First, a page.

Welcome to Let's Talk Broadband, a newsletter for California policymakers and community leaders on current broadband issues.It is published by the California Emerging Technology Fund (CETF), a statewide non-profit organization established at the direction of the California Public Utilities Commission (CPUC).The mission of CETF is to close the Digital Divide in California by promoting and accelerating broadband deployment and adoption.
Momentum Is Building
The spring of 2016 was a time of high momentum for public and community representatives working to close the Digital Divide.
The Federal Communications Commission (FCC) voted on March 31 to extend the Lifeline program to broadband (generic term for high-speed Internet access). The decision will have a significant effect in enabling the remaining the remaining one fifth of Americans and Californians—mostly low-income or rural—to get online at adequate speeds.
The Charter Communications Inc. acquisition of Time Warner Cable and Bright House Networks, which was approved by the FCC on April 22 and the CPUC on May 12, also will get more Californians connected to broadband, especially in the southern part of the state. See below for details about Charter's voluntary public benefits. The Charter commitments, added to previous agreements by AT&T and Frontier, will have a significant impact.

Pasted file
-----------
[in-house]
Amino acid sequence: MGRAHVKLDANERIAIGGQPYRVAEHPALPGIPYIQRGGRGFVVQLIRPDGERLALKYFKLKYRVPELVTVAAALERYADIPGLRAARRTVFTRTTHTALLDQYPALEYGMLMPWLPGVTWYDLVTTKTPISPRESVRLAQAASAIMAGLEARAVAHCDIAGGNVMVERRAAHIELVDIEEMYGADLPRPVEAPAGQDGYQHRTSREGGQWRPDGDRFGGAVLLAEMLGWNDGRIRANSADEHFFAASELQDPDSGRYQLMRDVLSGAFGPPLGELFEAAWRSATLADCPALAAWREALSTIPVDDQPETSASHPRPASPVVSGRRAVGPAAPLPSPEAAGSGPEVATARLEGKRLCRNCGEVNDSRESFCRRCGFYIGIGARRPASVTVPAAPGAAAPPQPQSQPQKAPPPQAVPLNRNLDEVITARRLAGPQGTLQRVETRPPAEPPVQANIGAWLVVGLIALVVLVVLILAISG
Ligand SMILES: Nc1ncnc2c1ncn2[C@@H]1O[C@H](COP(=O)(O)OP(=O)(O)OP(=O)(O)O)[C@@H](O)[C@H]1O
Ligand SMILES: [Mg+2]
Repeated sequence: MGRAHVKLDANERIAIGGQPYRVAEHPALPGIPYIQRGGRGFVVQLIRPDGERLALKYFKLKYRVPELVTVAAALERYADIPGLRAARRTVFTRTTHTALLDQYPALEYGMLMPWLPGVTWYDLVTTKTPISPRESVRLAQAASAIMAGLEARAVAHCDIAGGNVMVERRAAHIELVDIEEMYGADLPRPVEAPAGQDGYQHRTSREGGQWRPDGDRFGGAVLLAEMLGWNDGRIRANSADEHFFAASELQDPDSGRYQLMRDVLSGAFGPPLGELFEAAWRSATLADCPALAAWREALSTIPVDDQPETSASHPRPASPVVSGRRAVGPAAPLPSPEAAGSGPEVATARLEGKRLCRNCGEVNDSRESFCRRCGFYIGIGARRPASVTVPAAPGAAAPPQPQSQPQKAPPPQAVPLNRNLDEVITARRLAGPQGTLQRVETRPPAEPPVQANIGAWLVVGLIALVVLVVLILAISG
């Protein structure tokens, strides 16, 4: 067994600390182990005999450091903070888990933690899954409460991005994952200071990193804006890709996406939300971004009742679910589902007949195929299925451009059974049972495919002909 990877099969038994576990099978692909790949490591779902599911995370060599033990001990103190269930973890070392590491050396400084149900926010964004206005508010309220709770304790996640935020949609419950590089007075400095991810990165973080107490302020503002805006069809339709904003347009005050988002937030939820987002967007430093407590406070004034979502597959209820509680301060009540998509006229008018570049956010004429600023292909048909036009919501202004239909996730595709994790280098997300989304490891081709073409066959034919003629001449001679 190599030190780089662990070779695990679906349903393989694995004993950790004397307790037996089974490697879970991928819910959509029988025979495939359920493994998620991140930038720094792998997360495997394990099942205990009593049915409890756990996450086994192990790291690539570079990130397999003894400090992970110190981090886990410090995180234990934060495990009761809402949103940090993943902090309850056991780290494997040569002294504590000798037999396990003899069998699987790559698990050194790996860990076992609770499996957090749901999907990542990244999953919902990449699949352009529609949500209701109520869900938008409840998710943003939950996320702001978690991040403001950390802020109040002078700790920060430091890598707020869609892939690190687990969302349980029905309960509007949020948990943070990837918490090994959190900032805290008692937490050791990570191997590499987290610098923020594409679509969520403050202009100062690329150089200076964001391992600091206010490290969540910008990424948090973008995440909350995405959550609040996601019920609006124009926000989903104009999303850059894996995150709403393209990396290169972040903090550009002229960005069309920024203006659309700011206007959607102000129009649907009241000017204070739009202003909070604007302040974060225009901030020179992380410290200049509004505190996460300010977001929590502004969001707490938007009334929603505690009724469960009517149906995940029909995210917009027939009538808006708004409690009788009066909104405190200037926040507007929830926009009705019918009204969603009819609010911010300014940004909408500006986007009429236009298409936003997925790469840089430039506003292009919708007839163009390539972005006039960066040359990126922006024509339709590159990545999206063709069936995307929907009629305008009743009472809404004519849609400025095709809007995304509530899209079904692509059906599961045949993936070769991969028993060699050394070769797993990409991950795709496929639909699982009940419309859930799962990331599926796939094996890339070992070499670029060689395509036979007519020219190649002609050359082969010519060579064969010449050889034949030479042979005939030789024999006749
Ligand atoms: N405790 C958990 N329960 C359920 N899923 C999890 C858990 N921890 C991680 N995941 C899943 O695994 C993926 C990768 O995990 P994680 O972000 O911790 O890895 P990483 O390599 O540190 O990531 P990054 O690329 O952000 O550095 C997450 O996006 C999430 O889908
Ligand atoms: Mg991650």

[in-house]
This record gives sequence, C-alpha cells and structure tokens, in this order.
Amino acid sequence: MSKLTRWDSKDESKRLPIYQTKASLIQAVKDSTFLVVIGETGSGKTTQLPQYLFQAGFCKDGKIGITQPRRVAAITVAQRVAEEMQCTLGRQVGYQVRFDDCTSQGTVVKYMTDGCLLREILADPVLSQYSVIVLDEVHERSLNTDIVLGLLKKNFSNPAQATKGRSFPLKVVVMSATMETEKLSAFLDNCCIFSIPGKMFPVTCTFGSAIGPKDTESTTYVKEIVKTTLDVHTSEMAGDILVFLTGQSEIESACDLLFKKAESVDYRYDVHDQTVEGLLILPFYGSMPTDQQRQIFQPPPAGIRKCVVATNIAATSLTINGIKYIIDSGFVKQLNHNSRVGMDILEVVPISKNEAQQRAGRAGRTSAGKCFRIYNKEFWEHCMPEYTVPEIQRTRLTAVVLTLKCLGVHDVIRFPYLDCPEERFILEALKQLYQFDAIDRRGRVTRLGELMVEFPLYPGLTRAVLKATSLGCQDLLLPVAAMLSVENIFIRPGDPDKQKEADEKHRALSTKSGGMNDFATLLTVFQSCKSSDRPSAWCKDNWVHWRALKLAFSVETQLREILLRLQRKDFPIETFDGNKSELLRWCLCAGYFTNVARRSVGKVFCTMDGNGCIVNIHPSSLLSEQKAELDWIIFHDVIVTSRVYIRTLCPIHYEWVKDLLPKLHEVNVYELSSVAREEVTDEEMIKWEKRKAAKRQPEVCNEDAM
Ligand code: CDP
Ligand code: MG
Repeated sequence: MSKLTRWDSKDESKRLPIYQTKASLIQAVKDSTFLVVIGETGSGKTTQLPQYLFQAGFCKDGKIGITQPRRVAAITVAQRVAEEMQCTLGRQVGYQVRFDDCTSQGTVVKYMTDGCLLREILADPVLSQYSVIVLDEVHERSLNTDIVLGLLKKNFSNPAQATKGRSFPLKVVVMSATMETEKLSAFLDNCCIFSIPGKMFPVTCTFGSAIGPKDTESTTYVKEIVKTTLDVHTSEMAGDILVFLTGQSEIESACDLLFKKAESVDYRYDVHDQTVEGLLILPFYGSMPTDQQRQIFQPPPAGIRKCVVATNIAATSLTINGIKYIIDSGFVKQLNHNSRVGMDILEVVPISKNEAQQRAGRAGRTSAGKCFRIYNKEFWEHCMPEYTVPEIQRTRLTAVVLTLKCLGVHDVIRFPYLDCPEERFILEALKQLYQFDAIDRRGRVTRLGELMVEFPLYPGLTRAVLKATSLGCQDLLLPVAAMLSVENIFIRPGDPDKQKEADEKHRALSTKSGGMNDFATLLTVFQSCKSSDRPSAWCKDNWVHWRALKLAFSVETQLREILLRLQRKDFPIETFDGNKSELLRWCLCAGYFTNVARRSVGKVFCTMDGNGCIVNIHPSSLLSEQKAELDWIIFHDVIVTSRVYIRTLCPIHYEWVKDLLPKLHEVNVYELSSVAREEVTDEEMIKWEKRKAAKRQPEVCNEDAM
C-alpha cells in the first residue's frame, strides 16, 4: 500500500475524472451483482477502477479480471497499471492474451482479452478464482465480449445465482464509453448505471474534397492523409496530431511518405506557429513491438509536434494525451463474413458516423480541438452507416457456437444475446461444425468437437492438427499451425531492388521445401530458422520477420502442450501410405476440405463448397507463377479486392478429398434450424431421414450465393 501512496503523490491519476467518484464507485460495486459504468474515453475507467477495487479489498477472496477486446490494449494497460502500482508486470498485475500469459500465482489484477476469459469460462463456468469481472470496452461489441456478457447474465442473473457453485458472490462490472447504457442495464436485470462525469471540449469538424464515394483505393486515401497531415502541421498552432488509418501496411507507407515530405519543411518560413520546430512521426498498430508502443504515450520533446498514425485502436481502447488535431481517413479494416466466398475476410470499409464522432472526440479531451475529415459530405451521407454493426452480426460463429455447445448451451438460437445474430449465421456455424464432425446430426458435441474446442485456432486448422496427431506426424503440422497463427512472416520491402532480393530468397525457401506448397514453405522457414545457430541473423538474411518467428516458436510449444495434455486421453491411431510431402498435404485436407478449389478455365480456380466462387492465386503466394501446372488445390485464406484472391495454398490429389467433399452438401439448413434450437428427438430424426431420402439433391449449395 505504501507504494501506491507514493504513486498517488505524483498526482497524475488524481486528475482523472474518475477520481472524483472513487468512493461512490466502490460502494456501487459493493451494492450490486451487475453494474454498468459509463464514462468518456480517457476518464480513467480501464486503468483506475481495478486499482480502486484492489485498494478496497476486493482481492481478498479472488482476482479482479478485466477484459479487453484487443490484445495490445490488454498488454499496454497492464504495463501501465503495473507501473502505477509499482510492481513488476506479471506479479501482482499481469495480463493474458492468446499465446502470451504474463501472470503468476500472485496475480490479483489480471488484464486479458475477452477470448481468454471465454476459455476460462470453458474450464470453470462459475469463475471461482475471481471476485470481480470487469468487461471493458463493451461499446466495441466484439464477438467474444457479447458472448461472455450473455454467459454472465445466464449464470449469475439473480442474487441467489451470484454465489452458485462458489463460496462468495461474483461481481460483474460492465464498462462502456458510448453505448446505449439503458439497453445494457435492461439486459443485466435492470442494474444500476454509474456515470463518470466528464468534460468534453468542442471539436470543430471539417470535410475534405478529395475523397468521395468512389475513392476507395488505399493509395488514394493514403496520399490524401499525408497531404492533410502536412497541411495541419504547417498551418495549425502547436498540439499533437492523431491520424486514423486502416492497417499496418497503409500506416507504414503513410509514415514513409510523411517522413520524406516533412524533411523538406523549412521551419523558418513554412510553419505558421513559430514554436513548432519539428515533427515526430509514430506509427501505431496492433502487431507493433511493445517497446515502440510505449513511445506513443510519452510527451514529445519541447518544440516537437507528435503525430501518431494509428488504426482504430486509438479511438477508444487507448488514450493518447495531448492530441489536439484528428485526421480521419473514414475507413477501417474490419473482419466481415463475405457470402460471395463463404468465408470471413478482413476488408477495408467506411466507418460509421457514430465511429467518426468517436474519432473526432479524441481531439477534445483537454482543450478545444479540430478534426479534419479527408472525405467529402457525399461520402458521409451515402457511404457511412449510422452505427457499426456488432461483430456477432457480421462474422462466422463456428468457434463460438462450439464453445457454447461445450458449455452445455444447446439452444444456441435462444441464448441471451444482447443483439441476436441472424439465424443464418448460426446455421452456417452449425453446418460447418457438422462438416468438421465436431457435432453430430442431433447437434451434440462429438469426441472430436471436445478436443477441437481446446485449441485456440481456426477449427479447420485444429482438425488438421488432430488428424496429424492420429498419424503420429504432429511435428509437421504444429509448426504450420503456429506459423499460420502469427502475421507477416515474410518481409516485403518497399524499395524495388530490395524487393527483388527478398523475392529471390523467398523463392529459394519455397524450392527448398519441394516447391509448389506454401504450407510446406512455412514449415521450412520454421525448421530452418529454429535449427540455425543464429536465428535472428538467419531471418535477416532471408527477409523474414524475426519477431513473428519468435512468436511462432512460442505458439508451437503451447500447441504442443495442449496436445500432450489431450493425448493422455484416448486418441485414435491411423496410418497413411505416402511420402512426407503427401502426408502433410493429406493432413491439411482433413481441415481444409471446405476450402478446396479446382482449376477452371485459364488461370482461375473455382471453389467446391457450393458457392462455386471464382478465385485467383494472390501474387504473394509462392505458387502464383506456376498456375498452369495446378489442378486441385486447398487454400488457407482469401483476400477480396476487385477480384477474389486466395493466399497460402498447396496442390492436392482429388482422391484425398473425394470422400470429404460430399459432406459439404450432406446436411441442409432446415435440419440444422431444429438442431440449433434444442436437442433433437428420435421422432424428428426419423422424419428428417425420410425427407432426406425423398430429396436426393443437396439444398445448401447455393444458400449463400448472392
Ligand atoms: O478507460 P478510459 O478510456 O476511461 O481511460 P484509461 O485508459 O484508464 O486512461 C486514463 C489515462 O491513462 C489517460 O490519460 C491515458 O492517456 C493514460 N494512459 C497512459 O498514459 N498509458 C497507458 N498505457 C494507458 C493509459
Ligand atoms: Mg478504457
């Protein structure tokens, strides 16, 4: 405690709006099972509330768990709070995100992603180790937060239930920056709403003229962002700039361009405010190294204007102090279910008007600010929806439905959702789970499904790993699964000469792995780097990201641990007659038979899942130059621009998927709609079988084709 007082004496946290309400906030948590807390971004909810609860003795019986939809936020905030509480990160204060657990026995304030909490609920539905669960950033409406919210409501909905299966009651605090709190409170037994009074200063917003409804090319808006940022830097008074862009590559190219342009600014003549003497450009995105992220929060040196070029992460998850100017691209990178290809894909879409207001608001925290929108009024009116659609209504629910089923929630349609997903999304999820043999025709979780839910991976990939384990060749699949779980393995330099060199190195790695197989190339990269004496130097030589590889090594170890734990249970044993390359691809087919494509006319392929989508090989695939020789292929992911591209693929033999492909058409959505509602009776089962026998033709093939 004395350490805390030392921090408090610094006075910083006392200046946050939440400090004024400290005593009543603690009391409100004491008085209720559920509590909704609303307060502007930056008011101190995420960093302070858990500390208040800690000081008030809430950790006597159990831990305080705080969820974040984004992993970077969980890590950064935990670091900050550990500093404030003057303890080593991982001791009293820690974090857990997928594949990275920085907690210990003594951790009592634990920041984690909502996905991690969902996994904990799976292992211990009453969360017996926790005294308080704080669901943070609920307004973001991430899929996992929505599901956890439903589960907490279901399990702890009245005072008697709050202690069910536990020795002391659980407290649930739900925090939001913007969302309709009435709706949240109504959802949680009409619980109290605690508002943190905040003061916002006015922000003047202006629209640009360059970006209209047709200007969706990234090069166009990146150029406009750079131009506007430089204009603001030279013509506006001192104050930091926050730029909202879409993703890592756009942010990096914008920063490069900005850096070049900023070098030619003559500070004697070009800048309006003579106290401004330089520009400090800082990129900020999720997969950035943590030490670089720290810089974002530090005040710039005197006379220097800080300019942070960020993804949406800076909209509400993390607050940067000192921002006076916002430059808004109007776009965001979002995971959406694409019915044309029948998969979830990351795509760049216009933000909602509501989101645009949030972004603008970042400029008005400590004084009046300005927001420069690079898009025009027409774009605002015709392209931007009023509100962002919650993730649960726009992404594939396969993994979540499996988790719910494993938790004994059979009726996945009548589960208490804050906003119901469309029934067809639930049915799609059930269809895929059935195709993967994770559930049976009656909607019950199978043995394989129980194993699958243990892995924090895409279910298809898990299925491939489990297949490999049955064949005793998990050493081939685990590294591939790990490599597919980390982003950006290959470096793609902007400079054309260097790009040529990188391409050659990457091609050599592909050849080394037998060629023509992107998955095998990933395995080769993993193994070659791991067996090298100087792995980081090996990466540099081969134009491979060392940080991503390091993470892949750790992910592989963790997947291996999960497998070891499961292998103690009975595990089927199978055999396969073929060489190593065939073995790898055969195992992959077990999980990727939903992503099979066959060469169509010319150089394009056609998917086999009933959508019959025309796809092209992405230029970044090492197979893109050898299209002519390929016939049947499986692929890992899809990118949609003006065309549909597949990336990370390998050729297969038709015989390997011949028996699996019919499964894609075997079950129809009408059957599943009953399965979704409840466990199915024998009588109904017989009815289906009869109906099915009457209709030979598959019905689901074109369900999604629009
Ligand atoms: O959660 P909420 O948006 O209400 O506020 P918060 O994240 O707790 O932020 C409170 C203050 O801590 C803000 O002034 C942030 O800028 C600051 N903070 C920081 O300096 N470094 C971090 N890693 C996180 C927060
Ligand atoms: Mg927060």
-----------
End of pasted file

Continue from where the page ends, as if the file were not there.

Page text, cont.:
And last but not least, there has been continuing pressure to ensure that broadband infrastructure reaches the rural and low-income communities of the Golden State, where adoption rates are far behind state goals. Read below more about the Internet For All Now Act of 2016 and efforts to replenish the California Advanced Services Fund.
Some day, we will look back at the spring of 2016 and remember the collective sweat of these efforts and their democratizing results. We thank you for your continued commitment and work in getting all Californians online—a 21st Century Civil Right. The Digital Divide is another manifestation of the Economic Divide and Opportunity Divide—and “access delayed is access denied.”
Sunne Wright McPeak, President and CEO
California Emerging Technology Fund
Leaders in Action
Lifeline Thanks to broad support from California public officials and community organizations , the FCC made Broadband Lifeline the law of the land, which will provide a $9.25 monthly subsidy to companies to offer affordable high-speed Internet for eligible low-income households.